COM Prof Pleads Not Guilty in Vehicular Homicide
Robert Zelnick says he wasn’t negligent in fatal collision
A court entered a not guilty plea Friday on behalf of a distinguished former ABC journalist and BU professor facing misdemeanor charges of vehicular homicide and failing to yield after an October crash that killed a motorcyclist.
A pretrial hearing was set for Robert Zelnick, a College of Communication professor of journalism, on May 25 in Plymouth District Court.
“There was no negligence on my part,” Zelnick said in a recent interview with BU Today. “If I thought I had been negligent in this situation, I’d come forward and say, ‘I don’t know how I did something like this, but I did.’”
The October 7 accident occurred at the Route 3–Clark Road intersection in Plymouth as Zelnick was driving home after playing a round of golf. Police say he turned his 2006 BMW SUV left onto the on-ramp to Route 3, crossing the oncoming lane and into the way of the motorcycle driven by Brendan M. Kennedy. Kennedy, 26, crashed into the SUV and was pronounced dead at Jordan Hospital in Plymouth.
Alcohol was not a factor, police say. Zelnick, 71, was diagnosed with Parkinson’s disease in 2005, but said in the interview that it does not impair his driving and was not a factor in the accident. He has passed two driving tests since his diagnosis, he said. He has been ordered not to drive while the charges are adjudicated.
Both he and Kennedy had several driving violations on their records, according to the Boston Globe, which reported that Kennedy’s license was under suspension at the time of the accident because of three alleged driving violations in the previous 24 months. The Globe said that Zelnick’s infractions included two accidents in 2010, two between 2006 and 2007, four speeding stops from 2000 to 2002, and other stops for a right-of-way violation and failing to stop. Zelnick said in the interview with BU Today that those infractions were irrelevant in the current case, adding, “I have never had, until this time, a person who was injured while I was at the wheel.”
He acknowledged that Kennedy typically would have had the right of way. But he said witnesses would support his claim that he wasn’t negligent. He and his lawyer, Kevin Mullen, declined to elaborate, with Mullen noting that the police investigation of the crash is continuing. Zelnick did say that he did not see Kennedy in the oncoming lane as he made his left-hand turn.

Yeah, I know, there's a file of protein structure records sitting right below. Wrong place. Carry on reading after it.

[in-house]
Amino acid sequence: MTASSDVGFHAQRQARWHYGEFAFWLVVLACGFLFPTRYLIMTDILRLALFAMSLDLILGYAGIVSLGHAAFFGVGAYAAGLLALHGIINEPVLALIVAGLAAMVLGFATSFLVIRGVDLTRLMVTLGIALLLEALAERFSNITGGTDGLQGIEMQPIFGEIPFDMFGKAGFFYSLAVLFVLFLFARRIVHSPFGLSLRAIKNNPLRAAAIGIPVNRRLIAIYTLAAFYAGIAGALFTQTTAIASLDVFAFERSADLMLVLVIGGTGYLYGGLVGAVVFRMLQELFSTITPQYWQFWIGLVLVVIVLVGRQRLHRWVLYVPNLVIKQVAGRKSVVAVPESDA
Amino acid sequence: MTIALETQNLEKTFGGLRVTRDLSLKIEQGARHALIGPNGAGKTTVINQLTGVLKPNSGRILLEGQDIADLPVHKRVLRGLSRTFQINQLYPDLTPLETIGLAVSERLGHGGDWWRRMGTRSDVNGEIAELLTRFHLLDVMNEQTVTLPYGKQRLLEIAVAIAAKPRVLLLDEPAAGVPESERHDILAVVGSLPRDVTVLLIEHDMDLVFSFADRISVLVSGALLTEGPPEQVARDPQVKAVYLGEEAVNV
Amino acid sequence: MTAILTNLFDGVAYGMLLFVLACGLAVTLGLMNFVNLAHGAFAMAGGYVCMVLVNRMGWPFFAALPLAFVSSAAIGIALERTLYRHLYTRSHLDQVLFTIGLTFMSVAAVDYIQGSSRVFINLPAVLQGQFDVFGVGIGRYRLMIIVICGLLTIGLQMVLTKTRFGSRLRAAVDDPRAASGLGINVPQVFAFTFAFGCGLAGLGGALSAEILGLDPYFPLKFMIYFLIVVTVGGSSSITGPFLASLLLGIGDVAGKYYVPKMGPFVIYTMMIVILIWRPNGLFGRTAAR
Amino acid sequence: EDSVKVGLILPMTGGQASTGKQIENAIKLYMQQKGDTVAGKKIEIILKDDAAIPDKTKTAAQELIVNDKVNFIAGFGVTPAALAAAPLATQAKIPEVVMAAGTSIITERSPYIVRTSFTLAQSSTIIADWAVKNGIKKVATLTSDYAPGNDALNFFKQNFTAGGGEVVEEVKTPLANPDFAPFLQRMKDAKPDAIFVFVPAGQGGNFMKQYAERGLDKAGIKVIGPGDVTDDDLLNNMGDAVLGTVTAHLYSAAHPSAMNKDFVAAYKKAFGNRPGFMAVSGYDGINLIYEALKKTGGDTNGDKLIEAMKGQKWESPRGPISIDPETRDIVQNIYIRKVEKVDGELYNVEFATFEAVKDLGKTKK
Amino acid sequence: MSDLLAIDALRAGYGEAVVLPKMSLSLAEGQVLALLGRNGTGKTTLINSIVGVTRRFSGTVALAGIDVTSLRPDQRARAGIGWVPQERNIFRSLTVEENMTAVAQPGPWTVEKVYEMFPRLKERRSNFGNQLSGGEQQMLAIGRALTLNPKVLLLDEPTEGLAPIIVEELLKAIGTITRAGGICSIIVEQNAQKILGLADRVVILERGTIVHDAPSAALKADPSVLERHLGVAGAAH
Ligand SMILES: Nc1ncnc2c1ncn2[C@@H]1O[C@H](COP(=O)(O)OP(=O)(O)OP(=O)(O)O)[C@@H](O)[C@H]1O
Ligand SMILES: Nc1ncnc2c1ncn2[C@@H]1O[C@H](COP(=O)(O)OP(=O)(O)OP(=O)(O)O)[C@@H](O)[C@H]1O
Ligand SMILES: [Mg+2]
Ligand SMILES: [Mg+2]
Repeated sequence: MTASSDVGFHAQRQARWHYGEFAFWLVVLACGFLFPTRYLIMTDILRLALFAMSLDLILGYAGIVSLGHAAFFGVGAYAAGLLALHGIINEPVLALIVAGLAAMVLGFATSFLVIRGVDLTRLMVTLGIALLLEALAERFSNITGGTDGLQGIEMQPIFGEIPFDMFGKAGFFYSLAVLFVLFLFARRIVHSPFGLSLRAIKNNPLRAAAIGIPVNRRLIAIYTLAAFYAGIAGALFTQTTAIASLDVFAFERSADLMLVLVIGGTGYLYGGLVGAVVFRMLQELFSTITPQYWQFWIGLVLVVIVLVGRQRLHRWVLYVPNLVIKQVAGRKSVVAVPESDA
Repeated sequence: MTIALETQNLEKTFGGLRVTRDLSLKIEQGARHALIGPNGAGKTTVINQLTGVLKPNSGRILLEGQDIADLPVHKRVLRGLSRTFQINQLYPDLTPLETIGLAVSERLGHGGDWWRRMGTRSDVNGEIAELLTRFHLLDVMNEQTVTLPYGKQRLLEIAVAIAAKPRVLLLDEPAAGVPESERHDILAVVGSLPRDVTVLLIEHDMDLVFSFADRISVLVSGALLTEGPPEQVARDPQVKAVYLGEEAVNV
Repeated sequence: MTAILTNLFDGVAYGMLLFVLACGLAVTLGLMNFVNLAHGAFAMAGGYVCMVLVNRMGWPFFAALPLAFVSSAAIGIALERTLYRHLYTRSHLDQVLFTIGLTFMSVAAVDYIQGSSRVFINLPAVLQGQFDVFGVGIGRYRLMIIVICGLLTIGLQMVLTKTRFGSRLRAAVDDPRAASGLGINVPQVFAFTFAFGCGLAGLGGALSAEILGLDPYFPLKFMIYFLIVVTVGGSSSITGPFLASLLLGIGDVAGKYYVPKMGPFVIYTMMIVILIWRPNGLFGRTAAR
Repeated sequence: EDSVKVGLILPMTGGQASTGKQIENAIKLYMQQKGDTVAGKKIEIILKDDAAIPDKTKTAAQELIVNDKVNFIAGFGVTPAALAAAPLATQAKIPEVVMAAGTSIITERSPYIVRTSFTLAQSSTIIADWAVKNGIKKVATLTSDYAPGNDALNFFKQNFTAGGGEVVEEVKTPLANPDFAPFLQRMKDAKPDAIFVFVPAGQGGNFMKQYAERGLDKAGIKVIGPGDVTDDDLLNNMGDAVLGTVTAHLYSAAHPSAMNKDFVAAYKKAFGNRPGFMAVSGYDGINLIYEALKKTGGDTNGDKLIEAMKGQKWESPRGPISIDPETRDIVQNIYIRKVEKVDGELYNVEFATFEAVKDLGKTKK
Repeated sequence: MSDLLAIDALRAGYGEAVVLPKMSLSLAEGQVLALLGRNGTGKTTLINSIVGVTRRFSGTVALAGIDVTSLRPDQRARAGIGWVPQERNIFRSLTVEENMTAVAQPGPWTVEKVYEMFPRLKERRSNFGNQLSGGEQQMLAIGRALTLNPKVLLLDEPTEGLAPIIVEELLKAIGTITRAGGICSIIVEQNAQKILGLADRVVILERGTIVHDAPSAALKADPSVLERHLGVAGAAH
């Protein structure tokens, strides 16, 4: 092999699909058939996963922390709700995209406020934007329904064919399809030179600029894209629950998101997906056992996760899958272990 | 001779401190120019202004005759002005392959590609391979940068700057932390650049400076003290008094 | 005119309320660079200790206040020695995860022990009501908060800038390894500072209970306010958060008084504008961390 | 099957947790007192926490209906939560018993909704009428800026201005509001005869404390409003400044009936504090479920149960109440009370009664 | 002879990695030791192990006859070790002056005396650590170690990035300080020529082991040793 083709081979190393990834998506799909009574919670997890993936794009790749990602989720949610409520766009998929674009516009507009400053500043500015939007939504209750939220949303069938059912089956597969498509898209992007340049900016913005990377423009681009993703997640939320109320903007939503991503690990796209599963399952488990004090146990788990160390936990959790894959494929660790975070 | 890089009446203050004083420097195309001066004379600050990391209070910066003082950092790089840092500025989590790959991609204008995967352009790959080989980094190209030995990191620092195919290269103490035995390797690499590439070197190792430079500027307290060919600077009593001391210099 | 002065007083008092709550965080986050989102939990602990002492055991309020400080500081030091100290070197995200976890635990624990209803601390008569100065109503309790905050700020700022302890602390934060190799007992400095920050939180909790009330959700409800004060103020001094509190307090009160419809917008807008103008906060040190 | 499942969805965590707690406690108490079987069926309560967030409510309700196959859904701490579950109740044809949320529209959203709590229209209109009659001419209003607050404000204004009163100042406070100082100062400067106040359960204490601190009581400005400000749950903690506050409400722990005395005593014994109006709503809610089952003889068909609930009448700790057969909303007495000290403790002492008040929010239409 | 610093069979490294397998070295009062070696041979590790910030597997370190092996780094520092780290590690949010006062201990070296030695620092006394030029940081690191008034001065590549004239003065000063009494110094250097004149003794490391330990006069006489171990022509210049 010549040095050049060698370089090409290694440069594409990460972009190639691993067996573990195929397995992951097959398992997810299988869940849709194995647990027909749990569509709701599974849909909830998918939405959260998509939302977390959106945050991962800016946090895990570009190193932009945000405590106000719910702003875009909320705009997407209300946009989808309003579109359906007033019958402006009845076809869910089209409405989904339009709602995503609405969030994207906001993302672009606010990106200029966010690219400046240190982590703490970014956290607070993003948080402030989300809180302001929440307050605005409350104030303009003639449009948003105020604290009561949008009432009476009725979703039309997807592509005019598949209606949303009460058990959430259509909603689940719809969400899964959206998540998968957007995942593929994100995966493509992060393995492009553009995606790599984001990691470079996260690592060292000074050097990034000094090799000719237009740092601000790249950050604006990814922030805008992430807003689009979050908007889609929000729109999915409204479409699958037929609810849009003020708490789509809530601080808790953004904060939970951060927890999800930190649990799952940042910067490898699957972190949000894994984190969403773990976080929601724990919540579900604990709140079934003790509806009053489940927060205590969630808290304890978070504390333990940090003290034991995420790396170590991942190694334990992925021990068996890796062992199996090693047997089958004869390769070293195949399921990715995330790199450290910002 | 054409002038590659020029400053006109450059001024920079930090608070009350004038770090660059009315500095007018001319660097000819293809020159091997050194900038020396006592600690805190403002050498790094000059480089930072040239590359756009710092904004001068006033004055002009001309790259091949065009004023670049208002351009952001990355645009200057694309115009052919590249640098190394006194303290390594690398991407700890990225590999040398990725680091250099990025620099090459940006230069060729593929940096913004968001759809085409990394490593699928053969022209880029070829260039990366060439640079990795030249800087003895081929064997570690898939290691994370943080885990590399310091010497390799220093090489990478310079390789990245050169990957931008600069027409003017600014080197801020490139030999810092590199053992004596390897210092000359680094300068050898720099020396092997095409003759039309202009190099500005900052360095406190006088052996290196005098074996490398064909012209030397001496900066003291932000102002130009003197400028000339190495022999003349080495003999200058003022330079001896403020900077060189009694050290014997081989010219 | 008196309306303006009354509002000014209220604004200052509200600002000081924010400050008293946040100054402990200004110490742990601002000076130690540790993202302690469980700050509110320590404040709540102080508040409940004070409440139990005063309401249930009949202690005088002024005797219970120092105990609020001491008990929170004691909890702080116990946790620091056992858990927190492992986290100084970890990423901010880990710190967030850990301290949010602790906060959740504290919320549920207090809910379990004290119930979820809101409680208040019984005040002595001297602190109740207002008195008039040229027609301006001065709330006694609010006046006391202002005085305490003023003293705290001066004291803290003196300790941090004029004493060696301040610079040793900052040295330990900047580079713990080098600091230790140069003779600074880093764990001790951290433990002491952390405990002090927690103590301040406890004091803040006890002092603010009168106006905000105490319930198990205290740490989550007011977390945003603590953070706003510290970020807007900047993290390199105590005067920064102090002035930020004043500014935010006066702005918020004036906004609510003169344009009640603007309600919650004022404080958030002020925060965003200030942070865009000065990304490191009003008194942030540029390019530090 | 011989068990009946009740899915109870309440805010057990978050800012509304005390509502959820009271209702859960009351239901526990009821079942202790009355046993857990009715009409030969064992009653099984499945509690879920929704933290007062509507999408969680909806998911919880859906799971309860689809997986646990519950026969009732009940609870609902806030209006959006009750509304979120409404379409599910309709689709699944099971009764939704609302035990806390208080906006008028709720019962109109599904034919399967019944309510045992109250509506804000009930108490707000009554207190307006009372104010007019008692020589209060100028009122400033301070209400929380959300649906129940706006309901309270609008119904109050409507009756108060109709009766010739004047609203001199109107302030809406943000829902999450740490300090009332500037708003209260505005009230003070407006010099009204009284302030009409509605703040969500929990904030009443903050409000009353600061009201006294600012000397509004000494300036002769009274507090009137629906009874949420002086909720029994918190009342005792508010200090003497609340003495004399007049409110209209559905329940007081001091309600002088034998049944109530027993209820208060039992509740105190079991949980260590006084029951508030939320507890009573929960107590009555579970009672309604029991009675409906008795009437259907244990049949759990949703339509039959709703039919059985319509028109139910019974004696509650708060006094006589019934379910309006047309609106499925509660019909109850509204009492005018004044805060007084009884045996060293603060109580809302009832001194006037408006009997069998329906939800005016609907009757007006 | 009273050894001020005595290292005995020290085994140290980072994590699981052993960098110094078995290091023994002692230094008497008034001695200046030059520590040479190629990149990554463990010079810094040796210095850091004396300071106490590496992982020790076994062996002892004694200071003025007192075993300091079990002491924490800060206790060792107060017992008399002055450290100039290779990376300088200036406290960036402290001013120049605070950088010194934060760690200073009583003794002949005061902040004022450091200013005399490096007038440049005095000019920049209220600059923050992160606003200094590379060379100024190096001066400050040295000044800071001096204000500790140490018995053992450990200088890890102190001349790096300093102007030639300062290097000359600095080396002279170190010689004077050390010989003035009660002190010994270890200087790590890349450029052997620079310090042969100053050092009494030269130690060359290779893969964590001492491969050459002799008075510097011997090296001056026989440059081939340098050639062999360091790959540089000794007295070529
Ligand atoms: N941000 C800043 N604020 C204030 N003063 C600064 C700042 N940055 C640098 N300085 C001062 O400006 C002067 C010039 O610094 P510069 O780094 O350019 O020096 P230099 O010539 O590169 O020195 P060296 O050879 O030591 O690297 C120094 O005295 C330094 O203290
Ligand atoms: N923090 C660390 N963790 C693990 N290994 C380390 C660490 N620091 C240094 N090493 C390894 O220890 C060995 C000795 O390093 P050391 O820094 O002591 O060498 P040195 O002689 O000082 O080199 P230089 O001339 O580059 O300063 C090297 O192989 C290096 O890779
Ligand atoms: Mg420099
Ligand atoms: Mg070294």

He said he was very familiar with the area of the crash, having made the trip “700, 800 times, going back 10 years.”
Both COM Dean Thomas Fiedler (COM’71) and Zelnick said the journalism professor will teach as usual this semester while the case moves through the court. Fiedler said the situation “remains a personal one for Professor Zelnick and does not affect his COM responsibilities.”
Zelnick’s lawyer advised him not to give an interview to the Globe, which reported the story before Christmas, he said, but “I’m a journalist. My whole career has been in reporting facts. If there was any way that was humanly possible for me to discuss the situation with a journalist without getting into matters that clearly have to be held back for a later stage in the procedure, then I wanted to do that.”
Vehicular homicide carries a maximum punishment of up to two-and-a-half years in prison and a fine of up to $3,000.
Zelnick won two Emmys for his journalism and has written four books. He was a foreign and Pentagon correspondent for ABC as well as executive editor of David Frost’s 1977 interviews with Richard Nixon. (Oliver Platt played Zelnick in Frost/Nixon, the 2008 film about the interviews.)
“This is a tragedy all around,” Mullen said, for Zelnick and for Kennedy’s family, who have “lost a family member.”24 Comments